Preparing Trees for Winter
This page was adapted from the article, "Winter Prep for Trees," which appeared in Crop & Pest Report on September 23, 2021.
Winter in North Dakota can be hard on trees, but there are some management actions that can be taken to help trees survive the winter and even thrive next summer.
All trees could use some water in the fall, but it’s even more critical for conifers that they go into winter fully hydrated. Conifers that are drought-stressed are more prone to the type of damage that is generically called ‘winter injury’. Winter injury takes many forms and has several potential causes; nevertheless, studies have shown that trees that are well-hydrated going into winter are less likely to suffer damage over the cold season. Watering should get the soil moist, but not saturated, to as deep as you can get it. Remember also that tree roots extend far beyond the edge of the tree crown. The larger the area that can be watered, the better.
If your trees had foliar fungal problems such as frogeye leaf spot, apple scab, oak leaf blister, or one of the anthracnose diseases, then be sure to rake up and remove or destroy all the fallen leaves in the fall. The fungal spores over-winter in the fallen leaves so getting rid of this source of inoculum will go a long way towards preventing foliar diseases in the next year.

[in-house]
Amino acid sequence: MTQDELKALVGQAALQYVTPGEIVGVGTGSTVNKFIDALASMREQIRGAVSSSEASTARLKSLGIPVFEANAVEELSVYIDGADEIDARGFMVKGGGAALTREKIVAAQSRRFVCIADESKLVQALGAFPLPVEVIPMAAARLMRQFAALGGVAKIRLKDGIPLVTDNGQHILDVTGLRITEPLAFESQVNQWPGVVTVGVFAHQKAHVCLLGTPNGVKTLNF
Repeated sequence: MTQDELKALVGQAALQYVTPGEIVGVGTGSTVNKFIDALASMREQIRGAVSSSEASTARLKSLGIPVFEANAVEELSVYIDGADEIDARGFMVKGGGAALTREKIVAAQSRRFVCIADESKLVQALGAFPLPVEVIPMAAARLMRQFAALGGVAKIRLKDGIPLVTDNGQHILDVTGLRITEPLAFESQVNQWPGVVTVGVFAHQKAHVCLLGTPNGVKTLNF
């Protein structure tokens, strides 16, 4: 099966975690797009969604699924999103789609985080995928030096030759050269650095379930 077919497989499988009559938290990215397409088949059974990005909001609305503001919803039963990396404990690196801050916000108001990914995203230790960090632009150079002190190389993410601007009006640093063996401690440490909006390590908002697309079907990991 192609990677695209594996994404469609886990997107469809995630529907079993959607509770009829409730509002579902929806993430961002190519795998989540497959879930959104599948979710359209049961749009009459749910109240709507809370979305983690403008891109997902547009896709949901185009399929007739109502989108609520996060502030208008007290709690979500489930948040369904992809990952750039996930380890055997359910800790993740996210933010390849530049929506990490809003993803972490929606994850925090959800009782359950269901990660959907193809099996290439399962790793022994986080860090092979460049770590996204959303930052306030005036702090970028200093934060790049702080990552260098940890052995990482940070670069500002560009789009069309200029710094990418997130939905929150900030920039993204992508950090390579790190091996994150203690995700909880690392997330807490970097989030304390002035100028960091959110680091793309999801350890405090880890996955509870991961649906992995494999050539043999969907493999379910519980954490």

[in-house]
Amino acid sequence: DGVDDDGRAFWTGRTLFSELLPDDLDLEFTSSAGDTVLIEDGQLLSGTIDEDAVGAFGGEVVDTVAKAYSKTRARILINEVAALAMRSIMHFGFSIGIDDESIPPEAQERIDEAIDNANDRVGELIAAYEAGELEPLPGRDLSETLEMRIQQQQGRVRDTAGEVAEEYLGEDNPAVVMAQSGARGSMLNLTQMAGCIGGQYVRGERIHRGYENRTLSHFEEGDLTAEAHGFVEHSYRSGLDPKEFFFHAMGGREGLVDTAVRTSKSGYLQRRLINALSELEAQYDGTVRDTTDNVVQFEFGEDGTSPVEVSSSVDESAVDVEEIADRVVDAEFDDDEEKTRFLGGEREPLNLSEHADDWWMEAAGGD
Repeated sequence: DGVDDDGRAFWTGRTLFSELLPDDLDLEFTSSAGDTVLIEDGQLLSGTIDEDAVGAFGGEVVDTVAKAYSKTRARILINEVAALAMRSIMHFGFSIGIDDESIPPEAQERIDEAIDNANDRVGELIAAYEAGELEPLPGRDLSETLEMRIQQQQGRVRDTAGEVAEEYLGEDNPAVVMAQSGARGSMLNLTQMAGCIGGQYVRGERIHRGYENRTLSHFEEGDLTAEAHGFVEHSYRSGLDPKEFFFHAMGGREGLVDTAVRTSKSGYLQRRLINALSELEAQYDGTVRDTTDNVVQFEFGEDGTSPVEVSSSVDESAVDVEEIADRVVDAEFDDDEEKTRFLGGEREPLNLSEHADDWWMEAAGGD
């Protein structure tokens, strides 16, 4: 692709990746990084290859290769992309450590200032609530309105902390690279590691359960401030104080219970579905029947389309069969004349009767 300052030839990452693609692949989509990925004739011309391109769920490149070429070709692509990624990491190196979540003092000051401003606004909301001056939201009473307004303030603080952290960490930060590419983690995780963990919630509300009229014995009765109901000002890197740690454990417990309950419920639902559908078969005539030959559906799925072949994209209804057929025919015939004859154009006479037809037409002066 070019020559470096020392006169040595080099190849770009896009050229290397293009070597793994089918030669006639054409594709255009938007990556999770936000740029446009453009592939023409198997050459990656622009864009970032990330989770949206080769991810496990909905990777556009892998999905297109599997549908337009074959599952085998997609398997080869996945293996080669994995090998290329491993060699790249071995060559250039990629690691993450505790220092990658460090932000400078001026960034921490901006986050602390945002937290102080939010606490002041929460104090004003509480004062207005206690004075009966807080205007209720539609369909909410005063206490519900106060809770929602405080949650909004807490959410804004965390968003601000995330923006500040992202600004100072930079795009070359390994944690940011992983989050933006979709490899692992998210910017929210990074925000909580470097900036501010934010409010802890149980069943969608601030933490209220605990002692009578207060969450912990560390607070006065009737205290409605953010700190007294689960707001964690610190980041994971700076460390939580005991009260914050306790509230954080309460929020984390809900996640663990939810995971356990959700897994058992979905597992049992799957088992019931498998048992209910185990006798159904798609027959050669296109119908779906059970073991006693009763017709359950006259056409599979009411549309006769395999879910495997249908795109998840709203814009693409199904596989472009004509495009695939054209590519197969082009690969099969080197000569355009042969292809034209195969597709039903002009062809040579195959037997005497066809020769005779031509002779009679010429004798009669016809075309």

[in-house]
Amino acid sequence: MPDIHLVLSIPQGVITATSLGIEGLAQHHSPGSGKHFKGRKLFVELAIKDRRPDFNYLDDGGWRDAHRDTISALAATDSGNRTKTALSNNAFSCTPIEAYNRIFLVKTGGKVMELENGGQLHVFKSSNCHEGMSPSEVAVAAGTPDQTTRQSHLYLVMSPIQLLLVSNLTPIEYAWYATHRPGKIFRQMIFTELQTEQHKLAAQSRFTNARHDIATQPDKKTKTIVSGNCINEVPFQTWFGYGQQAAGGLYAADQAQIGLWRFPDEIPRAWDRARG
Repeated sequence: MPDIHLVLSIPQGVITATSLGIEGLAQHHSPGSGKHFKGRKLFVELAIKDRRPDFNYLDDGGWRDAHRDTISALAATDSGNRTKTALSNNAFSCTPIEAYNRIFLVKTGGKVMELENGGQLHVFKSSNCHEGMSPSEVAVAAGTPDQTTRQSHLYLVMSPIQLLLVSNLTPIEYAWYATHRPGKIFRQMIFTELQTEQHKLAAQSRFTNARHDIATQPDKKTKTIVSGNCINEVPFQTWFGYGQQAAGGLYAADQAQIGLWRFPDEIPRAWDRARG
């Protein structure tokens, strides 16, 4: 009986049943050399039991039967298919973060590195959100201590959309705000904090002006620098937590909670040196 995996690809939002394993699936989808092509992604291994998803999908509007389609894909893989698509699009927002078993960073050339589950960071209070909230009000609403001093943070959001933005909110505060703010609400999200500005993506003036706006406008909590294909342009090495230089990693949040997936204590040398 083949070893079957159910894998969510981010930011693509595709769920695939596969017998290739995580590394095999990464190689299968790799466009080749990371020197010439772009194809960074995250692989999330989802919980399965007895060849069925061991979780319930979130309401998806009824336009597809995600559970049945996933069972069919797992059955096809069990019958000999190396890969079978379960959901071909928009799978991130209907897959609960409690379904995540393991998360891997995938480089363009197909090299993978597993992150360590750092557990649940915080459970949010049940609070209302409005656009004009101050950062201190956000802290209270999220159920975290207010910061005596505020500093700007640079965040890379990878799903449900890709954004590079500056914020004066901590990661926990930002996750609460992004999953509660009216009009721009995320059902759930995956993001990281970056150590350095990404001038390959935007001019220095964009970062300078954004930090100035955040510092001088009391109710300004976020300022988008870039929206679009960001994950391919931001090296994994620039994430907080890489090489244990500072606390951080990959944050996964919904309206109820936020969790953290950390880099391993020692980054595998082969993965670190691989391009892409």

Finally, make sure to protect the stems of young/small trees from the various ravages of winter. Often, this means putting some type of white wrap or corrugated white pipe on the stem to help prevent sunscald (another form of winter injury). Perhaps more importantly, these products can help prevent damage from deer, rabbits or voles. Make sure that the wrap goes high enough that it will reach well beyond the expected snowpack, as rabbits can climb the drifts and girdle stems or even branches of deciduous trees. Sometimes, it may even be better to place a fence further out from the stem, to keep the deer away from the branches.
NDSU Extension Forestry Specialist